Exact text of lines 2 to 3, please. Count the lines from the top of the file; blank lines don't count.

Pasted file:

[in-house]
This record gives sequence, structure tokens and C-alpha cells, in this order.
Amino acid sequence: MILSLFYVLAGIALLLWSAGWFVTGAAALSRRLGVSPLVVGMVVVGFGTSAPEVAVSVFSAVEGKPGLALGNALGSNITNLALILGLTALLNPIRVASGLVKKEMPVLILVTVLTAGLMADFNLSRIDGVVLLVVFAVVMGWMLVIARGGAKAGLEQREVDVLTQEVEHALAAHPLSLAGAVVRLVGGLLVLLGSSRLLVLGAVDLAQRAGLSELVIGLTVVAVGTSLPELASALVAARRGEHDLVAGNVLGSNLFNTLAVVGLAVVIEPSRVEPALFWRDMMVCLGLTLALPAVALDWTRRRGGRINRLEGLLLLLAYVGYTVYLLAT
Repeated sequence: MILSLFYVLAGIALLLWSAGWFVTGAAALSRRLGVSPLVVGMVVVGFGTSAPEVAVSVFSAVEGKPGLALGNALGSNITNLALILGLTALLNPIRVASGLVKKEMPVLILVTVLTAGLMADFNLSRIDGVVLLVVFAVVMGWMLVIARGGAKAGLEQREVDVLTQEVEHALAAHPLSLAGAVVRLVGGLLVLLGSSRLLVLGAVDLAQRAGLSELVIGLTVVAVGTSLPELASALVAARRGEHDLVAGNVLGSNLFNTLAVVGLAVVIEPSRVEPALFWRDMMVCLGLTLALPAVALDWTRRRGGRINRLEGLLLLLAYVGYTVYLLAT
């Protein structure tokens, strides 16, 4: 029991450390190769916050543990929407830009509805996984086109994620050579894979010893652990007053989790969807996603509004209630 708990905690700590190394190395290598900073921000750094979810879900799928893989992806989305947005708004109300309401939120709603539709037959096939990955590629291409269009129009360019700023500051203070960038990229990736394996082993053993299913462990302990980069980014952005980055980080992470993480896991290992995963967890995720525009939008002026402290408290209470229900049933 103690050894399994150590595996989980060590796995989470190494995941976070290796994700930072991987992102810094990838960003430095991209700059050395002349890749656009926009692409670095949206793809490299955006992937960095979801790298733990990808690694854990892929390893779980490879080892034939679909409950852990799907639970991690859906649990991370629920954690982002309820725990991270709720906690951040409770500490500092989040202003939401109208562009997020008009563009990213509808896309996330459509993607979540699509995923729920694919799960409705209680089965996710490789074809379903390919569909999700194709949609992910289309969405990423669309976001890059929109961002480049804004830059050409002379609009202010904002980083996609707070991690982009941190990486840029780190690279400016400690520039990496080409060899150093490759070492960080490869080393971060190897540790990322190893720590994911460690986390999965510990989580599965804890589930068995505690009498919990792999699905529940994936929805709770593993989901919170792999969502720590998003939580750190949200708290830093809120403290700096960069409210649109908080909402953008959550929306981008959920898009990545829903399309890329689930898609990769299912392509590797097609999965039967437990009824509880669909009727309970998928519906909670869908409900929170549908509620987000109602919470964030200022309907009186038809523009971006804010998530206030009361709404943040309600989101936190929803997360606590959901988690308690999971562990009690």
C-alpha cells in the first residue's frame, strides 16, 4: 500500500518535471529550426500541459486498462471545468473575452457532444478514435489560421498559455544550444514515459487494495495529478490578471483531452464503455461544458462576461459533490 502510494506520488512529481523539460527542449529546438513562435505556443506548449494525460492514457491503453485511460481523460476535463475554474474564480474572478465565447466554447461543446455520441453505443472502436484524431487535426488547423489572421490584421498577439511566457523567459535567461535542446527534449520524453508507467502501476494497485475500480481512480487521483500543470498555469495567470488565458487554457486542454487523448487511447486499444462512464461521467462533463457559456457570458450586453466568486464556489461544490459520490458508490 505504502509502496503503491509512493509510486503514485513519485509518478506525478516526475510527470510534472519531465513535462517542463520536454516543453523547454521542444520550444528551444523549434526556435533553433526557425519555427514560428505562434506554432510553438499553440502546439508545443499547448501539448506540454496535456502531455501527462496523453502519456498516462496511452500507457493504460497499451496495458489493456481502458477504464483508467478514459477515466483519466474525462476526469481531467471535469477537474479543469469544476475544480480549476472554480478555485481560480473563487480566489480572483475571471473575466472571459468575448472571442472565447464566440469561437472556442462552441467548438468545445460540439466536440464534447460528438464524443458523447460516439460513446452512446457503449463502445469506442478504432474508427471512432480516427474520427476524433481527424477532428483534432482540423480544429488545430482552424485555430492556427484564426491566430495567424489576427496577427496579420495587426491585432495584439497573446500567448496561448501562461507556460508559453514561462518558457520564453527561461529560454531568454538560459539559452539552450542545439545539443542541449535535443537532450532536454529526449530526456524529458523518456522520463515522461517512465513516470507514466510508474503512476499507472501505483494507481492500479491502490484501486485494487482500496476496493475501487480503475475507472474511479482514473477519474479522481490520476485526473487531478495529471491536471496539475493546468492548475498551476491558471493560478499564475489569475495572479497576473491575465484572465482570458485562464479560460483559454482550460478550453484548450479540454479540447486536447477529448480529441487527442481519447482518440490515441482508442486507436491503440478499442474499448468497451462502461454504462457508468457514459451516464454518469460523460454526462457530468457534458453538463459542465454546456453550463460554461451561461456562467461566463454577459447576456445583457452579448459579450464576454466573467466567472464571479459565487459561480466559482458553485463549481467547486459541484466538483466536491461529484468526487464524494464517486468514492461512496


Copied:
This record gives sequence, structure tokens and C-alpha cells, in this order.
Amino acid sequence: MILSLFYVLAGIALLLWSAGWFVTGAAALSRRLGVSPLVVGMVVVGFGTSAPEVAVSVFSAVEGKPGLALGNALGSNITNLALILGLTALLNPIRVASGLVKKEMPVLILVTVLTAGLMADFNLSRIDGVVLLVVFAVVMGWMLVIARGGAKAGLEQREVDVLTQEVEHALAAHPLSLAGAVVRLVGGLLVLLGSSRLLVLGAVDLAQRAGLSELVIGLTVVAVGTSLPELASALVAARRGEHDLVAGNVLGSNLFNTLAVVGLAVVIEPSRVEPALFWRDMMVCLGLTLALPAVALDWTRRRGGRINRLEGLLLLLAYVGYTVYLLAT